Serving isn’t sexy but it’s strong.

Homily 534– 7 APE
Holy Transfiguration Orthodox Church, Ames, Iowa
July 23, 2023
Epistle:  (116) Romans 15:1-7
Gospel:  (33) Matthew 9:27-35

In the name of the Father and of the Son and of the Holy Spirit, One God.

St. Paul says the strangest things sometimes.  This morning, he tells the Romans that they should do not what makes them happy, but what makes our neighbor happy, what benefits our neighbor.

This isn’t just Paul talking crazy though.  It is exactly what Christ preached to us as well.  Treat your neighbor as you want to be treated.  Not as they treat you.  As you want to be treated.  If you want respect, treat others with respect – even when they are not respectful.  If you want compassion, be compassionate, even when they aren’t compassionate to you.

Some might say, and they might be right in saying, this is a good recipe for becoming a doormat.  A pushover.  For being taken advantage of.

And that is absolutely correct, and may even be the point.  Is there a better way to describe what Christ did in coming down from the Throne of God, taking up humanity, and living on earth?

He chose to be a doormat, and he asks us to do the same.  Deny yourself, He says.  Wash the feet of others, He says.  Be a servant, He says.

We get comfortable with our compromises, though.  We believe somehow that if we can get power and authority, we can then be more benevolent and offer more to the poor and more to the needy.

Perhaps that is so.  That isn’t what Christ asks of us, though.  Christ asks us to live as if this life doesn’t matter, except for its impact on the life to come.  Christ asks us to live as if those around us matter more than we do.  That those around us are more important than we are.

That’s the way He lived.

Why – why brothers and sisters – do we not take Christ seriously in this?  Why do we avoid being the one insulted, as St. Paul says?

It isn’t pleasant.  It isn’t positive.  It isn’t self-care focused.

So, if it isn’t these things, then what is it?  It is strong.  We forget that in service we demonstrate strength.  We demonstrate self-confidence.  We demonstrate our identity, and our confidence in that identity.

We demonstrate who we are – the reality of who we are – and that we’re OK with that.

We read the scriptures that the Apostles will be set as judges over Israel and we think to ourselves, oh boy!  Power!  Authority!  Let’s get started!

That’s wrong.  That’s oh, so very wrong.  Before we can be judges – before we can be rulers – we have to be servants.  We have to be slaves.  I will go so far as to say, and this is just my opinion, that if we are not servants and slaves in this life, we will be in life to come, even in the Kingdom of God.  We’ll be in the Kingdom, but we won’t be rulers nor authorities nor judges.

The first will be last and the last will be first in the Kingdom of God.

Lazarus, the beggar at the rich man’s gate, was tortured in this life, and was comforted in the life to come.  The opposite for the rich man.

What are we to do?  How do we get there?  The journey always begins with a single step.  Decide that you want to follow Christ.  And – this is huge – be willing to do whatever Christ tells you, through scripture or through services or whatever means, regardless of what it is.

Set aside our own desires and goals and wants.  The only thing we want is the success of others in their own life.  Our only desire is their best interest.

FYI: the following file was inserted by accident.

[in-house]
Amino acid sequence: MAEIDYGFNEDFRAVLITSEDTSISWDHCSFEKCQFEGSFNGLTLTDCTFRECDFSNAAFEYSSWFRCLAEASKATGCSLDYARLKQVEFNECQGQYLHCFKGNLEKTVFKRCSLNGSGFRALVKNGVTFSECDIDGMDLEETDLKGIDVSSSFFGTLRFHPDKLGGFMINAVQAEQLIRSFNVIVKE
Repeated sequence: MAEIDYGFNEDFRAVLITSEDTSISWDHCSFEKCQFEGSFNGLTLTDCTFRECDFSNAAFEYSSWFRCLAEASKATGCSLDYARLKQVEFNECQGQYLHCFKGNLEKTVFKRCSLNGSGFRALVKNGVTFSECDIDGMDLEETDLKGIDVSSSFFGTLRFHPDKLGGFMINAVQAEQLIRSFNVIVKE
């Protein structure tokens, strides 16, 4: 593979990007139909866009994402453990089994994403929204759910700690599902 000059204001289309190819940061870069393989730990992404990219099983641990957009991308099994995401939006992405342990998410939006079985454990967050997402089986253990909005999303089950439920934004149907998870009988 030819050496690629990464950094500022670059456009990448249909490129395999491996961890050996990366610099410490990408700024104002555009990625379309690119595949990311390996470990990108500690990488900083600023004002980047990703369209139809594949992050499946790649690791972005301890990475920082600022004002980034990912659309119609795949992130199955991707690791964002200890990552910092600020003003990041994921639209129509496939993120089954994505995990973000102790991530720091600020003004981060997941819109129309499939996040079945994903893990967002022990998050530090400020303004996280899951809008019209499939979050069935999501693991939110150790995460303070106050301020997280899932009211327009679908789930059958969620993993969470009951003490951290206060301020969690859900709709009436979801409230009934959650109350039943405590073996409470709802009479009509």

We begin to collect what might be called essential principles.  Live generously with abandon, not a slave to money or power or social status.

Deny our own ego at every opportunity.  Shift the focus away from us, and onto others.

Father Ambrose of Optina tells us we are to live simply. Do not wrack your brain. Pray to God. The Lord will arrange everything, just live more simply. Do not agonize over how and what to do; let things take their course. That is what it means to live simply.

We overthink nearly everything.  We overplan everything.  Even when Christ tells us not to – because He says, don’t formulate what you will say (and by extension, what you will do) beforehand.  You will be given direction by the Holy Spirit in that moment.

That doesn’t mean that you’ll hear a voice or be told what action to take.  Rather, what it means is that in that moment, what you say and do will be the direction of the Holy Spirit and you won’t even understand it.

That is what happens to me every time I hear a confession.  Most times I’m surprised at what I say, sometimes I don’t even understand what I am saying.  I trust and believe that the Holy Spirit is providing those words, that counsel.

The same will happen to you, in that moment when you need it.  The one thing noteworthy about God’s direction particularly in the Old Testament is that He never provides the full route beforehand.  Only the next step.

We shouldn’t expect the full routing from God.  I daresay if He provided it to us, we would all reject it out of utter terror.  No way would I have undertaken anything in my life if God had laid out the full plan ahead of time.

And yet, as St. Paul writes, the God of encouragement and endurance will be with us, providing us strength in that moment.  Direction and strength only for the next step, not for the journey all at once.

Brothers and sisters, it can be unnerving, even frightening, to contemplate the path Christ asks us to take.  But His promise is that through that path, we will find union with Him, we will find a light burden, we will find joy overflowing.

And His promise to be with us every single step of the way.

In the name of the Father and of the Son and of the Holy Spirit, One God. Glory to Jesus Christ!